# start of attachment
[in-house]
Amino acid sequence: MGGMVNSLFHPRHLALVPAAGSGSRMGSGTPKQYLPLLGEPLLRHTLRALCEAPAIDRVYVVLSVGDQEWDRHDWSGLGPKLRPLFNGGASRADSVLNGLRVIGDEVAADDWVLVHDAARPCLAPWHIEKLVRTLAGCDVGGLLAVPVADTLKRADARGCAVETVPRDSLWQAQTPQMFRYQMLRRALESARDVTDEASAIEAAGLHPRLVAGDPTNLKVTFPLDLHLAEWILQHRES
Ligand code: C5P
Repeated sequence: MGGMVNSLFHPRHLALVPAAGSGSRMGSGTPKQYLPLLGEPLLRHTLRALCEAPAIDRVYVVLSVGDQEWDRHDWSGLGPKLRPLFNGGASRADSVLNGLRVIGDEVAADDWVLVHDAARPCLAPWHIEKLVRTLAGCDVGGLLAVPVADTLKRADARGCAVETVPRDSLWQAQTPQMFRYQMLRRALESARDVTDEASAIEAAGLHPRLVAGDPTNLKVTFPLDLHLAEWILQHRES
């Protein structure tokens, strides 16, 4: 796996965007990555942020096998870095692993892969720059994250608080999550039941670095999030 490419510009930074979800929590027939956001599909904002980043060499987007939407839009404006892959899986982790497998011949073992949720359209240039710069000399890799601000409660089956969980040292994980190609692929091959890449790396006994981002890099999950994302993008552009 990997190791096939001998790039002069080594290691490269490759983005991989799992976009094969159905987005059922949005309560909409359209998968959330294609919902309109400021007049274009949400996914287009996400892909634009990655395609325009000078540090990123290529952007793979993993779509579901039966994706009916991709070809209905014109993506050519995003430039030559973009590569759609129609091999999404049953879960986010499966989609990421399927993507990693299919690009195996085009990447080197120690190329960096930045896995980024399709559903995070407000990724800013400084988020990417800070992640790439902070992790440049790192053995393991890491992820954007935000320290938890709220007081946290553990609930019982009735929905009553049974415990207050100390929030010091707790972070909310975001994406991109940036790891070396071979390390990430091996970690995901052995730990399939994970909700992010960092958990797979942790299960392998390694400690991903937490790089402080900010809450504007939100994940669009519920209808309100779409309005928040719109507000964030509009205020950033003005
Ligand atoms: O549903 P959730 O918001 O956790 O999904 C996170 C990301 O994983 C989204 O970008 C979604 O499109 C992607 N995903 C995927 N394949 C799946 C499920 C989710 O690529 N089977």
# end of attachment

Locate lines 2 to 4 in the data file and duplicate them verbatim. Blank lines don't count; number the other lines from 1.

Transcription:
Amino acid sequence: MGGMVNSLFHPRHLALVPAAGSGSRMGSGTPKQYLPLLGEPLLRHTLRALCEAPAIDRVYVVLSVGDQEWDRHDWSGLGPKLRPLFNGGASRADSVLNGLRVIGDEVAADDWVLVHDAARPCLAPWHIEKLVRTLAGCDVGGLLAVPVADTLKRADARGCAVETVPRDSLWQAQTPQMFRYQMLRRALESARDVTDEASAIEAAGLHPRLVAGDPTNLKVTFPLDLHLAEWILQHRES
Ligand code: C5P
Repeated sequence: MGGMVNSLFHPRHLALVPAAGSGSRMGSGTPKQYLPLLGEPLLRHTLRALCEAPAIDRVYVVLSVGDQEWDRHDWSGLGPKLRPLFNGGASRADSVLNGLRVIGDEVAADDWVLVHDAARPCLAPWHIEKLVRTLAGCDVGGLLAVPVADTLKRADARGCAVETVPRDSLWQAQTPQMFRYQMLRRALESARDVTDEASAIEAAGLHPRLVAGDPTNLKVTFPLDLHLAEWILQHRES